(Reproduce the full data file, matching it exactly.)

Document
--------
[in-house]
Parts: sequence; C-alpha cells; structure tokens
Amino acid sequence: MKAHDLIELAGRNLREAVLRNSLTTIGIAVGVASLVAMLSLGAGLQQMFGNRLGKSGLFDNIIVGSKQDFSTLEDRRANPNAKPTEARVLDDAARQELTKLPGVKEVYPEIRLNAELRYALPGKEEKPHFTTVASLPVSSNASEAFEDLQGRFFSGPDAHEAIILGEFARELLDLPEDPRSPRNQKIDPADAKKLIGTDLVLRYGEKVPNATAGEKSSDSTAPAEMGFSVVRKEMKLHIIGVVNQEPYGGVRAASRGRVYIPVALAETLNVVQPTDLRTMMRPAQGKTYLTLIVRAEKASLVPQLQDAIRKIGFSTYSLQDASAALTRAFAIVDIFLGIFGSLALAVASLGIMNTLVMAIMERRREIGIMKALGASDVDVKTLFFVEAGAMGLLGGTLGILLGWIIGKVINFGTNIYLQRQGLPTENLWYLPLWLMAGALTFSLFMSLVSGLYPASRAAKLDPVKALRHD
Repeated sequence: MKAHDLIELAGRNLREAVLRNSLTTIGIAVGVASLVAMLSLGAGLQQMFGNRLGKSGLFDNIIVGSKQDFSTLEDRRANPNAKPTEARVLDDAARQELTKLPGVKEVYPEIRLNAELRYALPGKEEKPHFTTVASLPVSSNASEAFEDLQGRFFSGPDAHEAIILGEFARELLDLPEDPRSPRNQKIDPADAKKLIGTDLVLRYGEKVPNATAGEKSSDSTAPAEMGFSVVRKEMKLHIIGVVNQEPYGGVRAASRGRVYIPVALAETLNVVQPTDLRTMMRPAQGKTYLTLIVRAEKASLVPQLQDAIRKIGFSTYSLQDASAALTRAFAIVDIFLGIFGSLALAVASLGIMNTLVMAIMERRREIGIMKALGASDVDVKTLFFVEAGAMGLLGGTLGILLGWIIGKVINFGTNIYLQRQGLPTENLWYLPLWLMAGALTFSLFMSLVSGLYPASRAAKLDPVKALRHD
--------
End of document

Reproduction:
[in-house]
Parts: sequence; C-alpha cells; structure tokens
Amino acid sequence: MKAHDLIELAGRNLREAVLRNSLTTIGIAVGVASLVAMLSLGAGLQQMFGNRLGKSGLFDNIIVGSKQDFSTLEDRRANPNAKPTEARVLDDAARQELTKLPGVKEVYPEIRLNAELRYALPGKEEKPHFTTVASLPVSSNASEAFEDLQGRFFSGPDAHEAIILGEFARELLDLPEDPRSPRNQKIDPADAKKLIGTDLVLRYGEKVPNATAGEKSSDSTAPAEMGFSVVRKEMKLHIIGVVNQEPYGGVRAASRGRVYIPVALAETLNVVQPTDLRTMMRPAQGKTYLTLIVRAEKASLVPQLQDAIRKIGFSTYSLQDASAALTRAFAIVDIFLGIFGSLALAVASLGIMNTLVMAIMERRREIGIMKALGASDVDVKTLFFVEAGAMGLLGGTLGILLGWIIGKVINFGTNIYLQRQGLPTENLWYLPLWLMAGALTFSLFMSLVSGLYPASRAAKLDPVKALRHD
Repeated sequence: MKAHDLIELAGRNLREAVLRNSLTTIGIAVGVASLVAMLSLGAGLQQMFGNRLGKSGLFDNIIVGSKQDFSTLEDRRANPNAKPTEARVLDDAARQELTKLPGVKEVYPEIRLNAELRYALPGKEEKPHFTTVASLPVSSNASEAFEDLQGRFFSGPDAHEAIILGEFARELLDLPEDPRSPRNQKIDPADAKKLIGTDLVLRYGEKVPNATAGEKSSDSTAPAEMGFSVVRKEMKLHIIGVVNQEPYGGVRAASRGRVYIPVALAETLNVVQPTDLRTMMRPAQGKTYLTLIVRAEKASLVPQLQDAIRKIGFSTYSLQDASAALTRAFAIVDIFLGIFGSLALAVASLGIMNTLVMAIMERRREIGIMKALGASDVDVKTLFFVEAGAMGLLGGTLGILLGWIIGKVINFGTNIYLQRQGLPTENLWYLPLWLMAGALTFSLFMSLVSGLYPASRAAKLDPVKALRHD